Sweet Sweet Corn
The old gods took corn pretty serious, so this is no time for a corny joke.
9000 years old and one of the most distributed crops in the world, corn feeds millions of people a year with double the amount produced for food going to animal feed and biofuel. Corn is truly a behemoth of the vegetable world. Only sugar cane beats it, pound for pound.
These delectable allium alumni don’t always get placed in the pecking order with onion and garlic, but they should.
I first tasted the green tops served in a soup, grisly and chewy. Others were introduced to charred leek lurking in a dish, withered to leathery confetti. Don’t let these common offenses colour your judgement.
It’s all about how you use the different parts, from bulb to the greens, leeks are a zero waste vege. Also, if there is leek in a dish, potatoes never far. The two top all-rounders, making moves!
Cherry tomatoes: The sweetest, most adorable orbs of delicious.
What to say about cherry tomatoes…? I had no to start with! That’s why I enjoy doing these vege profiles, I learn a tidbit or two about something that I have enjoyed my entire life.
For instance, did you know the cherry tomato was the first of the family to be domesticated? I’d always thought it was the other way around. Some genius with a shrink-ray making what I thought of as ‘regular tomatoes’ itsy bitsy. Cherry tomatoes are the first descendants of the wild tomato, which traces back millions of years to the coast of South America. Mesoamerican farmers cultivated the first cherry tomatoes at least a thousand miles away in Central America around 500BC.
Vege Profile - Potatoes
Vege profile: Courgette, zucchini. Zucchini? Courgette.
Zucchini is Italian, courgette is French. Both roughly translate to the same thing; small squash. Which is exactly what it is, an underdeveloped squash. We’re eating the bambino! Squash were domesticated over 7000 years ago in Mesoamerica, but the zucchini was bred in Milan in the late 19th century.
The term courgette is used in most British or French colonized countries, whereas Mediterranean territories and America use zucchini. History leans in favor of Zucchini in my eye, but the Brits got here first, so I guess either name is fine by me. Then again, the French did give us Ratatouille, so…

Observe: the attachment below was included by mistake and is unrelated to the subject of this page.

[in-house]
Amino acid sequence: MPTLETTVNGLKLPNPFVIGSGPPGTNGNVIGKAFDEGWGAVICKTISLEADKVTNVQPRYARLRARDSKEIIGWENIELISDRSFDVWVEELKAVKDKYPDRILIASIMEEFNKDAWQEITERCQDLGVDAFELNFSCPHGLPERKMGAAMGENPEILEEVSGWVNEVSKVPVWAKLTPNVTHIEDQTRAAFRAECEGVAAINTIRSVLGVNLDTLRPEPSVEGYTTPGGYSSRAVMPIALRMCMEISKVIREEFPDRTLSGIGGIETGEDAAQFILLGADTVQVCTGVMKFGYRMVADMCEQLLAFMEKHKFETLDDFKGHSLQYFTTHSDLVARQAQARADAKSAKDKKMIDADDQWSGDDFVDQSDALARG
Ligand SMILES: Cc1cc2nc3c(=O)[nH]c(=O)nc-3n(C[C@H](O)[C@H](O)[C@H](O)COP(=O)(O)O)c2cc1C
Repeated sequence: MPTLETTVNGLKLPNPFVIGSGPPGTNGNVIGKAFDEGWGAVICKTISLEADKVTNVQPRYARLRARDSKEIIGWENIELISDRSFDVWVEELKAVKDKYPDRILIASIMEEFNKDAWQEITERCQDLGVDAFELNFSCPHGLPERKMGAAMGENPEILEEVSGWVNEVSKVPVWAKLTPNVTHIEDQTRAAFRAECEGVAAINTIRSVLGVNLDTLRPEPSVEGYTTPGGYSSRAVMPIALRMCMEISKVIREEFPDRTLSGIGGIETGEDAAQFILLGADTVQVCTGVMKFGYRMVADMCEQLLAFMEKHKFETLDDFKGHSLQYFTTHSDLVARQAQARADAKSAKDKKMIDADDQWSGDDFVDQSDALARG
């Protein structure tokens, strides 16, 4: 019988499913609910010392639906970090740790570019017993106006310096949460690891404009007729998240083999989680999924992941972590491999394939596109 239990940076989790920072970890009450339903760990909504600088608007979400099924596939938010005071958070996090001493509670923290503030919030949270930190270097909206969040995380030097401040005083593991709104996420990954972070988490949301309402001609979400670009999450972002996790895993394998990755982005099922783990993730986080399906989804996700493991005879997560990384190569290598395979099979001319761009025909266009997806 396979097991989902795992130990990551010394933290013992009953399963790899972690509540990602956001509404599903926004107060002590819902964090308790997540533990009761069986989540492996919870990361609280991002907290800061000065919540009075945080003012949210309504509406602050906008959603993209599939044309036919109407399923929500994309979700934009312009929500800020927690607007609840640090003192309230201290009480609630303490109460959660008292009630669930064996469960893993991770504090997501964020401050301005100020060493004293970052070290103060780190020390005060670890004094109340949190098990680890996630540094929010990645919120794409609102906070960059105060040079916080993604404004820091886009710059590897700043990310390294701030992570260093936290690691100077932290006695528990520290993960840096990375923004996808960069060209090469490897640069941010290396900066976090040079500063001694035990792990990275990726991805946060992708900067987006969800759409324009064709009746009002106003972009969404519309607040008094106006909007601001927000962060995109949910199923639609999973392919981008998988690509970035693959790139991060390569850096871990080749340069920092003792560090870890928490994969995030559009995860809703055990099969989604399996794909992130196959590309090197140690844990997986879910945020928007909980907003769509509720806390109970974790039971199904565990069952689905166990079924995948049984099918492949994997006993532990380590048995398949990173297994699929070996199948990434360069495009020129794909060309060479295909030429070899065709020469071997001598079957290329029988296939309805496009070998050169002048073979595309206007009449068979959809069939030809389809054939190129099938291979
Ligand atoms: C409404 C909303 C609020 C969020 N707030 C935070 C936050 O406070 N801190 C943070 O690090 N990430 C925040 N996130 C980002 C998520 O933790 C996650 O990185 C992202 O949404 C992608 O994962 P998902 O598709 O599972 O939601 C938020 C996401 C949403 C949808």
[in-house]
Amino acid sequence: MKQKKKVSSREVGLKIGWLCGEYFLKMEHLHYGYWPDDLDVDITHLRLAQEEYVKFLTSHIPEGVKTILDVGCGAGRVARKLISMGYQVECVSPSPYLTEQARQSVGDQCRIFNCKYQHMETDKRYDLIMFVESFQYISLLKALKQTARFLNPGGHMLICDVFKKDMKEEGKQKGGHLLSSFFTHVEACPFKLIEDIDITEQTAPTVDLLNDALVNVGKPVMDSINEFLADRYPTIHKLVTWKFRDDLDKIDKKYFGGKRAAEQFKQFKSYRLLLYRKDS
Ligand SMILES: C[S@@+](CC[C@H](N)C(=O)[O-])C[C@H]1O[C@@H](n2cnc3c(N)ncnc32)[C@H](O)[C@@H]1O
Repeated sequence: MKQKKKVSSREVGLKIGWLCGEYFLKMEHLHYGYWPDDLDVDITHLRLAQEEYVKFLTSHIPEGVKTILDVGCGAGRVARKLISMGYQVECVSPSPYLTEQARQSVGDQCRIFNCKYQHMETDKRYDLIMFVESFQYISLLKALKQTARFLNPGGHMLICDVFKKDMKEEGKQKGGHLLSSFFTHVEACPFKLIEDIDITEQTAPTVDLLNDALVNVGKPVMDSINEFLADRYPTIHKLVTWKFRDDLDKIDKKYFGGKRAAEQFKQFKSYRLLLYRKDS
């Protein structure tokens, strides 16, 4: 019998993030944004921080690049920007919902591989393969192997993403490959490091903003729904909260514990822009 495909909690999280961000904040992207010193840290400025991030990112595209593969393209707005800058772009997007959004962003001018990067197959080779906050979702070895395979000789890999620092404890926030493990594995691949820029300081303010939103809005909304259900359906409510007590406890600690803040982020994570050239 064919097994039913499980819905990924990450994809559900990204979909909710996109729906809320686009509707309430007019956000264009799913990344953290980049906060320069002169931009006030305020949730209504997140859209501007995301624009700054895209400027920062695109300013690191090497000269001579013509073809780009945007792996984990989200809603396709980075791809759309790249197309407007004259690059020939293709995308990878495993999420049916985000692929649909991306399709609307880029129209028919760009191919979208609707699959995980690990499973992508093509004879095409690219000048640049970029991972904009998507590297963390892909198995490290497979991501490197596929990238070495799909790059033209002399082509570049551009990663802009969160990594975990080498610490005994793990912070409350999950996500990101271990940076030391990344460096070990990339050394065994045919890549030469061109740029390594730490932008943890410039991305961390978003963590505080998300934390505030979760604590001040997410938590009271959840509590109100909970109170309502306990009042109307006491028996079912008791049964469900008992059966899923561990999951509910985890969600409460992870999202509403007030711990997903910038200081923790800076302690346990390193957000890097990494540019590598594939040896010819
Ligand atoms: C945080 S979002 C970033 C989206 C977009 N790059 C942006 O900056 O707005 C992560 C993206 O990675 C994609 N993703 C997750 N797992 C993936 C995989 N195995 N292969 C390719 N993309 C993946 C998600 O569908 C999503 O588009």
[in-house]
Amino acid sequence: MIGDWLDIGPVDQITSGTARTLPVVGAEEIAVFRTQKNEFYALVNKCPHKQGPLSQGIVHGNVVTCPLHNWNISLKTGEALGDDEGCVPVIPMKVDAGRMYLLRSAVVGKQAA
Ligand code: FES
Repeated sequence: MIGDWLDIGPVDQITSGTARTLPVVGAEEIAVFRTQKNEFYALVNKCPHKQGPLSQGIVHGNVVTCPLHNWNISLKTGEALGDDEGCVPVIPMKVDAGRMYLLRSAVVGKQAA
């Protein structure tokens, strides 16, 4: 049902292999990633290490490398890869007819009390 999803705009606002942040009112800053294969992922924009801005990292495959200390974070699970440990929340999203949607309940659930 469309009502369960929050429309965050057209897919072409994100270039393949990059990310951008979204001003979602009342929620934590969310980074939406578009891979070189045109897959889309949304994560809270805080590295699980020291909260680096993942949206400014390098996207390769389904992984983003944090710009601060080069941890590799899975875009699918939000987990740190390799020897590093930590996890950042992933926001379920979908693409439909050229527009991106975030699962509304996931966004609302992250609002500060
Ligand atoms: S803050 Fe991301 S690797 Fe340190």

A zucchini by any other name, right?
Cucumbers contain a little bit of everything in small doses; Vitamin B1, B2, B3, B5, B6, Folic Acid, Vitamin C, Calcium, Iron, Magnesium, Phosphorus, Potassium and Zinc. That’s quite the list, but the only nutrient of high value is Vitamin k at 16% of daily intake per serve. Cucumber consists of 95% water. If you’re struggling to get your 8 glasses of water a day, crunch your way to hydration.
Everything you never knew you needed to know about carrots
Carrots, the original way to get your night vision goggles. It’s not quite as simple as the old adage goes, but there are some mighty sweet benefits to adding carrots to your daily regime.
The carrot (Daucus carota) is a root vegetable often claimed to be the perfect health food. It is a good source of beta carotene, fibre, vitamin K1, potassium, and antioxidants while containing little to no fat. They have been linked to lower cholesterol levels and improved eye health (So no, your baby blues won’t be piercing the darkness, but if you’re suffering from low levels of Vitamin A you’ll likely see an improvement in your night vision) with reduced risk of cancer and age-related macular degeneration attributed. Carrots in their original forms were consumed for their medicinal properties by the Ancient Greeks and Romans. They even considered them to be an aphrodisiac. No idea what gave them that idea... All hail the humble carrot!